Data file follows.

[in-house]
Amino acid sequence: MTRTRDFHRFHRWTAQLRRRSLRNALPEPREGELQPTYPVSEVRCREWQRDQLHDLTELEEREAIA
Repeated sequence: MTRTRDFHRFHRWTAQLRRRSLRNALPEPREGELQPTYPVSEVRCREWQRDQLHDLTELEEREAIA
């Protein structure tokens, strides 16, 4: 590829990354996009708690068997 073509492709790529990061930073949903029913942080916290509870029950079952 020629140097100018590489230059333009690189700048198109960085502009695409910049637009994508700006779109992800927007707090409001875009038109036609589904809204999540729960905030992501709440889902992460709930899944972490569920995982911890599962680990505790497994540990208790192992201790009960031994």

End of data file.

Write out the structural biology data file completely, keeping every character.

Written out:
[in-house]
Amino acid sequence: MTRTRDFHRFHRWTAQLRRRSLRNALPEPREGELQPTYPVSEVRCREWQRDQLHDLTELEEREAIA
Repeated sequence: MTRTRDFHRFHRWTAQLRRRSLRNALPEPREGELQPTYPVSEVRCREWQRDQLHDLTELEEREAIA
């Protein structure tokens, strides 16, 4: 590829990354996009708690068997 073509492709790529990061930073949903029913942080916290509870029950079952 020629140097100018590489230059333009690189700048198109960085502009695409910049637009994508700006779109992800927007707090409001875009038109036609589904809204999540729960905030992501709440889902992460709930899944972490569920995982911890599962680990505790497994540990208790192992201790009960031994």